Few, if any, readers of this article will not know that employment tribunal fees have been abolished.
However, no one knows what will happen next. Will the government introduce a revised fee regime? Will employment tribunals revive claims that were not brought because of the fees?
In 2011, one of the principal reasons for the fees provided by the government was that, like other services, employment tribunals should largely be funded by those who use the ‘service’.
The Supreme Court’s was scornful of that premise, saying, “The importance of the rule of law is not always understood. Indications of a lack of understanding include the assumption that the administration of justice is merely a public service like any other”. In other words, we all gain from the country’s justice system, not only those who bring claims.
Another reason given for the fees was that unmeritorious claims would be deterred, whereas strong claims would still be brought. That sounds very logical. However, the evidence seems to go against it – the success rate of claims has fallen. This suggests that the fees deter as many strong claims as weak claims, which is unfair.
However, the judgment does not criticise civil court fees. Instead, it points out that they are lower than employment tribunal fees for most claims, and they are structured in a manner that is proportionate to the value of the claim.
The judgment says that there is no dispute that fees can, in principle, be a justifiable way of making resources available for the justice system. However, fees will only be lawful if they are shown to be reasonably necessary and proportionate to the ends they are designed to serve, and to be set at a level that everyone can afford (taking into account the possibility of fee remission).
Basing its views on a January 2017 government review, the Supreme Court found that some potential claimants could not afford to bring their claims due to the fees. In addition, some low value claims are rendered pointless by the value of the fees. That meant the fees were unlawful.
In addition, these fees were found to be potentially discriminatory, as discrimination claims are in the more expensive category of claims.
Since the Supreme Court’s ruling, the government has published this paper. It doesn’t say whether it intends to introduce a revised fees regime. It does, however, note the administrative costs of introducing a revised system, which include the cost of drafting further legislation and the likely further litigation.
What should employers do?
Should employers be concerned about old claims, which didn’t move forward due to the fees, now being considered by the tribunals?
The short answer is yes. But the analysis is different for the various scenarios:
If a claim was submitted but rejected because the claimant didn’t pay the fee, we can expect the tribunal to revive the claim – it was rejected due to legislation that has been ruled to be void, so the rejection is likely to be rejected.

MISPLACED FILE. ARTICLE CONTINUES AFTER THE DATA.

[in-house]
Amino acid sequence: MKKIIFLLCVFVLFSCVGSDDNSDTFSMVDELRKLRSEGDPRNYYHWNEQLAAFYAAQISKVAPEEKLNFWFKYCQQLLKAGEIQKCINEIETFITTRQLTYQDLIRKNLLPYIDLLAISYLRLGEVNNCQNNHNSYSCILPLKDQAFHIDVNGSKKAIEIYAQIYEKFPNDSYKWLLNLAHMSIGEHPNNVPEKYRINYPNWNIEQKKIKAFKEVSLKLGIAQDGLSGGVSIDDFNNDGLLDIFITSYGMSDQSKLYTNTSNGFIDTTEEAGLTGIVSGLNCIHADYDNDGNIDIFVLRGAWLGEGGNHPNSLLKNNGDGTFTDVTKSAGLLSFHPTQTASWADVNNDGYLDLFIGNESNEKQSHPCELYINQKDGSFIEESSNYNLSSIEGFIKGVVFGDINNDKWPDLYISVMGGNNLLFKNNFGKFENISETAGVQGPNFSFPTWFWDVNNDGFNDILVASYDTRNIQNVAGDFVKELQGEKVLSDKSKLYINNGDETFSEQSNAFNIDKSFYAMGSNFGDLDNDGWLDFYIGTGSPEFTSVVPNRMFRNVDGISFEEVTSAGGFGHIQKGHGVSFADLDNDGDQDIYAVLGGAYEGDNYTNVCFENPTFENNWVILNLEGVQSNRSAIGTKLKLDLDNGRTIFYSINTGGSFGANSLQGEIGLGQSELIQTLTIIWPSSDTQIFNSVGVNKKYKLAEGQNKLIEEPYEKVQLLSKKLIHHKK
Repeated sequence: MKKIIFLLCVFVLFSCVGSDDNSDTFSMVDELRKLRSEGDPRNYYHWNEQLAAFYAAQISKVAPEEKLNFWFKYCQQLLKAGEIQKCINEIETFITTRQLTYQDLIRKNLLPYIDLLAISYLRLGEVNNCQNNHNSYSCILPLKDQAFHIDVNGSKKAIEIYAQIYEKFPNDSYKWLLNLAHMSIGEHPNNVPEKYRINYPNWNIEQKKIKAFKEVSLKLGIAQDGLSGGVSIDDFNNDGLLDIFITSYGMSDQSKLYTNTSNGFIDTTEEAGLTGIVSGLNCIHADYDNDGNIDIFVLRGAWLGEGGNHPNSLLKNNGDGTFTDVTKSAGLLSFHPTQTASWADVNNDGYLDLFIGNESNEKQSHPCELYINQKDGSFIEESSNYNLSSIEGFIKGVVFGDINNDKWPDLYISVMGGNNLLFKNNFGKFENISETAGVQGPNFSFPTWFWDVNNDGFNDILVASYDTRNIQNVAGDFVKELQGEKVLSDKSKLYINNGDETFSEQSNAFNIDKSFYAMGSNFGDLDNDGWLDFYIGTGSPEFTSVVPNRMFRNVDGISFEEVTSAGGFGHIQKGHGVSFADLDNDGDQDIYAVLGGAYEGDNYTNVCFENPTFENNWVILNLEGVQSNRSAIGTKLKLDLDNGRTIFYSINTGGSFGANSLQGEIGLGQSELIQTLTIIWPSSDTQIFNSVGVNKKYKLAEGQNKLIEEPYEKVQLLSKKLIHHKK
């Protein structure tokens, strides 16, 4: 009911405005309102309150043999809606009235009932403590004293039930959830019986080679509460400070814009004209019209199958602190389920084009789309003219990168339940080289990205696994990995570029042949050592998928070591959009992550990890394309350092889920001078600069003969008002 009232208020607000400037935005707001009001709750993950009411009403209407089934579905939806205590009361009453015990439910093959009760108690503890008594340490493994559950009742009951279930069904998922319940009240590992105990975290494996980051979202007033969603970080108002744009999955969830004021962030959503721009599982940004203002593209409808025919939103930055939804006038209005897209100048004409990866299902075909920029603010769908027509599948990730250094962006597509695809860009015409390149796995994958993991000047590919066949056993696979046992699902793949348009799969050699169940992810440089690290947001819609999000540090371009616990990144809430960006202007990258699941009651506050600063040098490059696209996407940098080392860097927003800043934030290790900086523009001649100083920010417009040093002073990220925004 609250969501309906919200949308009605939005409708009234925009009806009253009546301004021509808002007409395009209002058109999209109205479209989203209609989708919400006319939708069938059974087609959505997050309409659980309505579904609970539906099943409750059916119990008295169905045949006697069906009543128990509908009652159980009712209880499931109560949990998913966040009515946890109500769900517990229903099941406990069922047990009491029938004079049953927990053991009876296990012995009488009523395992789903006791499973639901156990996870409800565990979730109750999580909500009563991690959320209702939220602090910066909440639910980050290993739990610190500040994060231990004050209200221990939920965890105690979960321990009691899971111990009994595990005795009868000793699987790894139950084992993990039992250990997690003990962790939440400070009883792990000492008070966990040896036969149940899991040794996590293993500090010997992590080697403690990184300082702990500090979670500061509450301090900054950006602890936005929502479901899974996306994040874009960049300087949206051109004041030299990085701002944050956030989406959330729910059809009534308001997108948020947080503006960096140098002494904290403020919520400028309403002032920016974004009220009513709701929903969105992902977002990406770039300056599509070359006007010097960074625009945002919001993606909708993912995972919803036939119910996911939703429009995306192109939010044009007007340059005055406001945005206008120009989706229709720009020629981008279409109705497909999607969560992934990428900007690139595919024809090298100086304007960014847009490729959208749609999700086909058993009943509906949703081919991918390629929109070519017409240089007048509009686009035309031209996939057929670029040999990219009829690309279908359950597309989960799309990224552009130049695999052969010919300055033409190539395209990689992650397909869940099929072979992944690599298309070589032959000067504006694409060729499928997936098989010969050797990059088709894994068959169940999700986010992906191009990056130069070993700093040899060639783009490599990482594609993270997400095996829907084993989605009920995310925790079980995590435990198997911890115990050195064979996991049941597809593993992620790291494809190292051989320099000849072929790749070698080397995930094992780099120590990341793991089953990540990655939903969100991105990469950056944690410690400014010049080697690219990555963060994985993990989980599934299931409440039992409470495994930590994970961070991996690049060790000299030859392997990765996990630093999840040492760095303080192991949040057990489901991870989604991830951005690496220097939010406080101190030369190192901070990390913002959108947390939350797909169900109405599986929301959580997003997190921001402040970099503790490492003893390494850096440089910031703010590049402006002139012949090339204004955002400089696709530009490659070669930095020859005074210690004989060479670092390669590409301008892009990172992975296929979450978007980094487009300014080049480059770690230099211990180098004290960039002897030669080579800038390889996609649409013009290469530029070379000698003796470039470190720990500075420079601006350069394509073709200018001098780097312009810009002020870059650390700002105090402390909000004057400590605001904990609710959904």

Employees may claim that at some point during the past four years they intended to bring claims, but couldn’t afford the fee so they decided not to. If they can prove that they couldn’t bring the claim because of the fee, then a tribunal may extend the time for bringing the claim. Each case will depend on its own circumstances, but employers should be prepared for this scenario.
What if an employer feels it can’t respond properly to a claim after all these years, for example because the personnel involved have moved on?
That could give rise to the argument that a fair hearing is no longer possible so time shouldn’t be extended, but each case will be different.
It may not all be bad news for employers. The government has already said it will repay fees paid by past claimants. If an employer lost a claim, it will have been ordered to pay tribunal fees to the claimant – it may be possible for employers re-reclaim those payments. We would advise that you review your records and compile evidence of any such payments made.
An employer may also have paid tribunal fees to a claimant if it settled a claim. In that case, it may not always be obvious whether part of a settlement figure is directed towards tribunal fees and so there may be further factual and legal issues as to whether the employer will be reimbursed.
Finally, remember that there have always been proactive ways to defend claims with a view to saving costs:
The threat of costs: if a claim has no reasonable chance of success, the tribunal must consider whether to order costs against the claimant. Similarly, if a litigant acts unreasonably during the litigation, the tribunal must consider costs – lying when giving evidence is a prime example of unreasonable behaviour. If the employer has a very strong case, it is often sensible to write to the claimant explaining the intention to apply for costs after the final hearing – this is known as a costs warning.
If a claim has no reasonable chance of success, you can apply for it to be struck out.
If a claim has little chance of success, you can apply for a ‘deposit order’ of up to £1,000, with the amount depending on the claimant’s means. This deposit order may go towards payment of the respondent’s costs. Therefore, after successfully obtaining a costs order, it is often wise to send a costs warning to the claimant they quite often result in the claimant withdrawing the claim.
There are arguments for and against employment tribunal fees. If they deterred no meritorious claims and all unmeritorious claims, most people would support them. Their effect turns out to be less ethical. There are, however, more and less efficient ways of defending claims. Strategic thinking can still deter unmeritorious claims.
Raphael Prais, employment specialist at LHS Solicitors